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Issue No.117
17 December 2018

A truly public house

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Tom Clarke tells the story of a pub church in Norfolk


IN AUGUST 2017, THE CHURCH OF ST THOMAS, NORWICH (STN) OPENED A NOT-FOR-PROFIT BAR, cafe and restaurant in the former Mitre pub. The pub, which is next door to the church, was fi rst licensed 150 years ago, but it closed in 2010 before being reopened as a Chinese restaurant and takeaway. When it went up for sale in October 2015, the congregation at STN caught a vision to transform what was once a public house into a 'public home' - a place where the local community could come and relax, build relationships and fi nd a sense of belonging. Two years of hard work transformed the space into a light, contemporary and comfortable meeting place.

Through serving great food and a warm welcome, staff and volunteers aim to offer 'outrageous hospitality' and are mindful of the importance of hospitality and of eating with others in the life of Jesus. Carl Brown, manager of the Mitre, has seen the way in which this is beginning to have an impact on the local community.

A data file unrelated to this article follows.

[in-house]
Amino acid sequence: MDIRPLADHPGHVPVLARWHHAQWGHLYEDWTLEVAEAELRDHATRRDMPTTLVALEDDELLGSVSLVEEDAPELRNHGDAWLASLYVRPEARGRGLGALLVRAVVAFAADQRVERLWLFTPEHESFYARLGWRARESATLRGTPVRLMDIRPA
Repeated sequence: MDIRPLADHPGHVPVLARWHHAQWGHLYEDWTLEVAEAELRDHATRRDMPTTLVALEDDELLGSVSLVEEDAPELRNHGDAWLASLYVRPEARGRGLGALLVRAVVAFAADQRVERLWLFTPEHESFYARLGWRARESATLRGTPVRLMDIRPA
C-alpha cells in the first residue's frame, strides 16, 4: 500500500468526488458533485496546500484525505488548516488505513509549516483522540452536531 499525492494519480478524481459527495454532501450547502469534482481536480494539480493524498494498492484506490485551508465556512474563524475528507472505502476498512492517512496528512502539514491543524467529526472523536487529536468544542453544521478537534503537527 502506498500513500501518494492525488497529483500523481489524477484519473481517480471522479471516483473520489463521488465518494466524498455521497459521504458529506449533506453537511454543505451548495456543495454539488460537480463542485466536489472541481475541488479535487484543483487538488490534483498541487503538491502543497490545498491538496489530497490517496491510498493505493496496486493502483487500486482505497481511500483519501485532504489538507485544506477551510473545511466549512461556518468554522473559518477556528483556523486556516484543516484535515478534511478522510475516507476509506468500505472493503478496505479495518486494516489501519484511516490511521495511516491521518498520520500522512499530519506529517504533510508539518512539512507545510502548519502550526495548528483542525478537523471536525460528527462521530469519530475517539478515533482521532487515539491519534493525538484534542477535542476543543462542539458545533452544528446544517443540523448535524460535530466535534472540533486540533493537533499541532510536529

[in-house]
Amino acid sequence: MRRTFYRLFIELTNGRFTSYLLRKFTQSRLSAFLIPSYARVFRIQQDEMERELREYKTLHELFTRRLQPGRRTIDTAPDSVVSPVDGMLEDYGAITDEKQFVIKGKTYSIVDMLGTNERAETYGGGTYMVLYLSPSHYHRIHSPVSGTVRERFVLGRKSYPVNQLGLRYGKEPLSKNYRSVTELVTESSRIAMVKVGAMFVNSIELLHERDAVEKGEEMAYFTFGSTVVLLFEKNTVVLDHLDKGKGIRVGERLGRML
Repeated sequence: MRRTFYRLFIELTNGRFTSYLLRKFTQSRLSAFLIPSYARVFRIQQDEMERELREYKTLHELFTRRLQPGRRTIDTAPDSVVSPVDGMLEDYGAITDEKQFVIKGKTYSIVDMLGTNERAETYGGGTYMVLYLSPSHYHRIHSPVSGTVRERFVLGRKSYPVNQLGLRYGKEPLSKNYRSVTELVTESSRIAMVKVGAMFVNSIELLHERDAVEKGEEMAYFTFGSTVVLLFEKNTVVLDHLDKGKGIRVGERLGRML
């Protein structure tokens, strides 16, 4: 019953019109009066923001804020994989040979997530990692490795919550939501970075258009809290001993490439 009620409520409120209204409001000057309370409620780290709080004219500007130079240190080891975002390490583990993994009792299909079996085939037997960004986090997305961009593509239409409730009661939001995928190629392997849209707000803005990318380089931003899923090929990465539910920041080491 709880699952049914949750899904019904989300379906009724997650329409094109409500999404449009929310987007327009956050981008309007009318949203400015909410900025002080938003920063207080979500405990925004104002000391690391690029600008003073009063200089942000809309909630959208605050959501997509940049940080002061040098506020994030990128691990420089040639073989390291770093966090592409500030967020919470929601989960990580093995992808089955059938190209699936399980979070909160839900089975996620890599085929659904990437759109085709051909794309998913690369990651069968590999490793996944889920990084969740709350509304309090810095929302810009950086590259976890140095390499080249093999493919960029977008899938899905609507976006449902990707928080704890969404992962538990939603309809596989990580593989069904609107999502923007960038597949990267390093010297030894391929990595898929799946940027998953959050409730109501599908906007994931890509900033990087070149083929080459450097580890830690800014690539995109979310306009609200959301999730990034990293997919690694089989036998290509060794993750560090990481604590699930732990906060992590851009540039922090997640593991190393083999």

In Carl's words, "The Mitre meets people where they are at. We make no assumptions about people who walk in the door, everyone is greeted with the same warm hospitality. Our customers always comment on the wonderful atmosphere of the place - and it is something the community has embraced."

As well as providing a space for the church to engage with local people, the Mitre supports the work of STN Trust, a charity set up by the church to facilitate social action both locally and internationally. Since opening, the team have been able to meet a wide range of needs including help with food and drinks through the 'suspended coffee' system and emergency food parcels. They also provide work experience for those in the community who need training and experience before they enter the world of work, offering long-term support through its mentoring and befriending scheme.

Kerry Brighouse, director of STN Trust, says, "Perhaps the most signifi cant element of engagement comes through the day-to-day conversations that happen with customers. We have been able to offer support to a number of individuals who fi nd themselves in diffi cult circumstances, because of conversations that have happened at the Mitre."

The Bishop of Norwich, the Rt Revd Graham James, says: "The Mitre pub was a rather unkempt and forlorn advertisement for the episcopate, until the people of St Thomas's Church turned it into a centre for the community and a hub for parish life. It is a further sign of the commitment of the people of St Thomas's to the community they serve, and a fresh expression of a truly public house, one where everyone is welcome in the name of Christ."